|You have to believe in yourself if you're going to achieve your best. So long as you don't cross over the line and become annoyingly over-confident, then I truly believe this is a really positive attitude and is a major factor in racing well.|
Fast forward to Friday 14th August 2015 - and the start line of the Ipswich Twilight 5km, for "elite" runners!
This time you did actually need to submit a qualifying time from a race in 2015 - the criteria being sub 20mins for a 5km, or sub 40mins for a 10km. I think I've mentioned before in a previous blog post that they wouldn't accept parkrun results, meaning that I spent most of the year thinking I wouldn't be able to compete it this one, since there are very few non-parkrun, UKA certified 5kms in which to try to get the time. I tried on 4 separate occasions to get the sub 40min 10km instead, but whilst I've chipped away at my PB over the last few months, it's still nearly a minute out. The Kevin Henry 5k series I race in does include one race - our club's home fixture, the Kedington 5km - that is properly certified, and therefore would count, so I was chuffed to bits to record a time of 19m38 a few weeks before. I was in!
And then I was out - or at least, I was for a time, since the original date of my first operation was only a few weeks before, not allowing enough time for recovery. Fortunately, they decided to change the date of the operation, and whilst this was initally a bit frustrating, in fact it's all worked out really well - for reasons I'll bore you with later - and as an added bonus, it meant I could still race Ipswich. So, back in, and really looking forward to it.
Slowing up - the ELY 5km
|Ely is best known for its Cathedral. According to its official|
webpage, other good reasons to visit are that it's quite close
to Cambridge and Newmarket. And only an hour from London.
My last post covered the Littleport 10km, which - although a marginal PB - was not the sub 40 I really wanted. It was clear that the discomfort was now significantly affecting my running, and this was confirmed the following Thursday when I competed in the KH fixture at Ely. Another 5km race (my 101st since I started running!) and on a new course which was fast and flat. I went off pretty well (first mile around 6mins,) felt good until halfway - even thought I may be on for a sub 19min at one point - before the wheels fell off completely, and in the end I didn't quite break 20mins. The discomfort played its part, but so too the lack of training. Suffice to say, I felt pretty down afterwards,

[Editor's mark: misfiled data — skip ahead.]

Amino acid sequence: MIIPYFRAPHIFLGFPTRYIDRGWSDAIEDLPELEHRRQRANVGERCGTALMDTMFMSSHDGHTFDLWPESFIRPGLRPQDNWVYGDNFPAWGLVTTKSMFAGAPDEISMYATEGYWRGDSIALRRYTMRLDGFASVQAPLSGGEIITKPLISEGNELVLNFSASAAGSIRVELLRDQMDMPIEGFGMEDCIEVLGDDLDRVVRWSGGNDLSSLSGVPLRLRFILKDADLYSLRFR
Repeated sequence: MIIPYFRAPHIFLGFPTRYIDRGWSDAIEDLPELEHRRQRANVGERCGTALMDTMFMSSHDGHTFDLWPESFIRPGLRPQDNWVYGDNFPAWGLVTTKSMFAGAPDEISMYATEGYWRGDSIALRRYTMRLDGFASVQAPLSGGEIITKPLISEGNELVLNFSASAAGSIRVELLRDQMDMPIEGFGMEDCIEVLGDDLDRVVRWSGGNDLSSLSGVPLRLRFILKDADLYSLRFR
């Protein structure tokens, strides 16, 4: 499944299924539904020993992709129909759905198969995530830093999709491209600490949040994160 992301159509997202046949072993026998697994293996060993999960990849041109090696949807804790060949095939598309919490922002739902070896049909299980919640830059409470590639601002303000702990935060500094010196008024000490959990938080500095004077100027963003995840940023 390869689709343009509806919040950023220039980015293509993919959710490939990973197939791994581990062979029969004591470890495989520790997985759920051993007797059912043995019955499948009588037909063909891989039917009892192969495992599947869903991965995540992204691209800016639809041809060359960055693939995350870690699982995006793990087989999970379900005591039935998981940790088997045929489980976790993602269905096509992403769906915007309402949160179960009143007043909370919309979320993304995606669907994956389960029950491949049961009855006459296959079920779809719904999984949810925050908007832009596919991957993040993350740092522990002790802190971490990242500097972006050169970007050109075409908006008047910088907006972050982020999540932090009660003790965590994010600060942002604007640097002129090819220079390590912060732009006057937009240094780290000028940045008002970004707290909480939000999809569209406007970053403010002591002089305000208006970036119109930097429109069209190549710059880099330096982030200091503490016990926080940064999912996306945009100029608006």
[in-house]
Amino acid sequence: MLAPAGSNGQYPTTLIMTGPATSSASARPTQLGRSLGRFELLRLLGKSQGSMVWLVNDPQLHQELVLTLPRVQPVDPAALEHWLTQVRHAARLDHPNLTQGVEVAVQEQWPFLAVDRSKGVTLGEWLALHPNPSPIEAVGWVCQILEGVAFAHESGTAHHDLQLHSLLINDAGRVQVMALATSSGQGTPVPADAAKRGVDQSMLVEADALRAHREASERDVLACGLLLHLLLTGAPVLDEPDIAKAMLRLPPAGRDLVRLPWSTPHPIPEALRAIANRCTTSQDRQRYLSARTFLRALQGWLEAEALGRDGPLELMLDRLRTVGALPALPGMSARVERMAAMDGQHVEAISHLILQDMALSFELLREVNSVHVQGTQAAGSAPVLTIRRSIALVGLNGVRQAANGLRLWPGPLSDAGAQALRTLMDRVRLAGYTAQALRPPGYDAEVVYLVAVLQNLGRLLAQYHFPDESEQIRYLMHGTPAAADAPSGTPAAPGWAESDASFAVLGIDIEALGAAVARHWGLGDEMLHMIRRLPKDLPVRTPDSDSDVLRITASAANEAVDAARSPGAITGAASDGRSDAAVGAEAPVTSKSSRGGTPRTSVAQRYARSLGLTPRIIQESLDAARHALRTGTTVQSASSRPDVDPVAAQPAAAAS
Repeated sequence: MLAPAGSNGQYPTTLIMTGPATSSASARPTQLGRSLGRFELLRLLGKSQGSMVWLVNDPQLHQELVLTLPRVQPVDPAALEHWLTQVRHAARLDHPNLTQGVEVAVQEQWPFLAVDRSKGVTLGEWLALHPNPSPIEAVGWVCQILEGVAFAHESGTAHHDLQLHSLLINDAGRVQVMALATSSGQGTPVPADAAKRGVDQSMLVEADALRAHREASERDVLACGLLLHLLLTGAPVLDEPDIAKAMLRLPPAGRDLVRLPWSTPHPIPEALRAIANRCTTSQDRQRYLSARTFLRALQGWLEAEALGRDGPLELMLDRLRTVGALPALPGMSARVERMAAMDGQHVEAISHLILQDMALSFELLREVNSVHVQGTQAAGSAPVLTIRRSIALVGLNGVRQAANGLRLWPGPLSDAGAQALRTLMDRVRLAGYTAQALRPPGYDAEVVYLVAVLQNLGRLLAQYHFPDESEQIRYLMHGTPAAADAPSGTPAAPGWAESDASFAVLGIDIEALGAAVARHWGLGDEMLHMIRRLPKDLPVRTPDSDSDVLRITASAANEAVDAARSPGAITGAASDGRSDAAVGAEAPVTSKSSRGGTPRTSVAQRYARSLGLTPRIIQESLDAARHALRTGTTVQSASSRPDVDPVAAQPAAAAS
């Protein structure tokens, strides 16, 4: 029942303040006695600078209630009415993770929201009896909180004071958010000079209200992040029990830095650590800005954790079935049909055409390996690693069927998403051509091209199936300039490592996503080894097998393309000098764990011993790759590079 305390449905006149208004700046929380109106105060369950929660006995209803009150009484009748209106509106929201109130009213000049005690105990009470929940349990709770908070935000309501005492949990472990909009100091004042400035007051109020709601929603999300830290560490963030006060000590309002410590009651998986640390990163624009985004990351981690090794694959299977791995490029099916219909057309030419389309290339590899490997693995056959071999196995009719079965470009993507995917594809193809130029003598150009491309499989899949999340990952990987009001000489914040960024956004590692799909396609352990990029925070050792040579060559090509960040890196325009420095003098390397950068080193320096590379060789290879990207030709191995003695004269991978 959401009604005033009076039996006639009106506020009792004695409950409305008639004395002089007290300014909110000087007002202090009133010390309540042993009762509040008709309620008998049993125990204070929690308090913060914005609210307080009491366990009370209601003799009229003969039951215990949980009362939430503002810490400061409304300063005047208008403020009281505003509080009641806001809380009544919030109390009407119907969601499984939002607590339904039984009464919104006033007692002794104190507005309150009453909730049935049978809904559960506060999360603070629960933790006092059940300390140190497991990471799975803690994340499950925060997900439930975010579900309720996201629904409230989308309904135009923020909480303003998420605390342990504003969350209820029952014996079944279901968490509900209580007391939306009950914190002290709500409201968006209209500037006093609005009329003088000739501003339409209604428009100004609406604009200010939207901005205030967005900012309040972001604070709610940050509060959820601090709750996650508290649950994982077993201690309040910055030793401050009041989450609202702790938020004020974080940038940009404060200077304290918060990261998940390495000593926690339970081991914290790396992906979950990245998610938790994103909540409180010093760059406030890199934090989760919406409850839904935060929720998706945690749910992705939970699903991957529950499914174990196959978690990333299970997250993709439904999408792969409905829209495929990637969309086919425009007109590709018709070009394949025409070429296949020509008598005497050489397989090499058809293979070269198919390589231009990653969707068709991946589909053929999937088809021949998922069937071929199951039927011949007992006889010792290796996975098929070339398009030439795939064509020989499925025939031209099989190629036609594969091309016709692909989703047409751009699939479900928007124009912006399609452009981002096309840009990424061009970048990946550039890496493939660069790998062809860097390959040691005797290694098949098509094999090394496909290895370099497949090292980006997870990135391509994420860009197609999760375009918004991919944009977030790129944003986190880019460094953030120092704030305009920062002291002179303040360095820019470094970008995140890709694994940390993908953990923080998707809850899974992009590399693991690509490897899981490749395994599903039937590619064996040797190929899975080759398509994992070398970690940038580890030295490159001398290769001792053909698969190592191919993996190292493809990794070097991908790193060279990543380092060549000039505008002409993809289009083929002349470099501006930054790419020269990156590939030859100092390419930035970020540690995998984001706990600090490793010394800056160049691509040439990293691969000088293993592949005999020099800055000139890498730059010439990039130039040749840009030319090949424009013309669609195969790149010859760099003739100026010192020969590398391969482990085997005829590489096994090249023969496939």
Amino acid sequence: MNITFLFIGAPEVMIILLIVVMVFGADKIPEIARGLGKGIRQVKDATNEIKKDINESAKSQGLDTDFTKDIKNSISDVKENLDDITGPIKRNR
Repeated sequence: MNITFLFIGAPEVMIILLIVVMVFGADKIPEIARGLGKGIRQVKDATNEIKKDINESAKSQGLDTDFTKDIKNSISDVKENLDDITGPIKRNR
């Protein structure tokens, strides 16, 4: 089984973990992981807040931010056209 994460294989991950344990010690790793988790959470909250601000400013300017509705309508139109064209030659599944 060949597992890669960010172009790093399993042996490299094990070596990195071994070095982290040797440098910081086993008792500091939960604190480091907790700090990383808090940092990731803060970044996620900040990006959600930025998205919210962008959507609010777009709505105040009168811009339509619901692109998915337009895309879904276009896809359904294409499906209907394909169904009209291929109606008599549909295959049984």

International Racing (sort of)
|Confusingly, there is another parkrun in Wales in a place|
called Tredegar, so this particular parkrun is known as Newport.
It's become a very popular event, in a great location.
A mention too for Mei, Charlotte's 12 year old relative, whose sprint finish at parkrun was pretty impressive. Although a little way off his PB, this was then put into perspective when we realised he was in clear need of his inhaler at the end - yet he hadn't let this stop him. Maintaining relaxed and controlled breathing in a 5km race is hard enough - I can't imagine having to battle against asthma on the way round, and it's this kind of determination in a runner that really impresses me.
Some non-running stuff (skip it if you like)
So the day of the Twilight 5km was also my last day working at Natural England. This has been a great temporary position, which I've done since January. Thanks to Charlotte's support, and prior to that the help of my mum, I've been able to step away from full-time coach driving, which I did for more years than I care to remember, and to pursue a new career in office work. Step one was to go part time, and study for a diploma. Armed with this, I then began applying for all sorts of great positions, and found no-one would take me on - the qualification didn't seem to count for much without some experience to go alongside. I joined numerous temping agencies, and accepted that I may need to reduce my expectations - I was no longer after the dream job: just any job would do!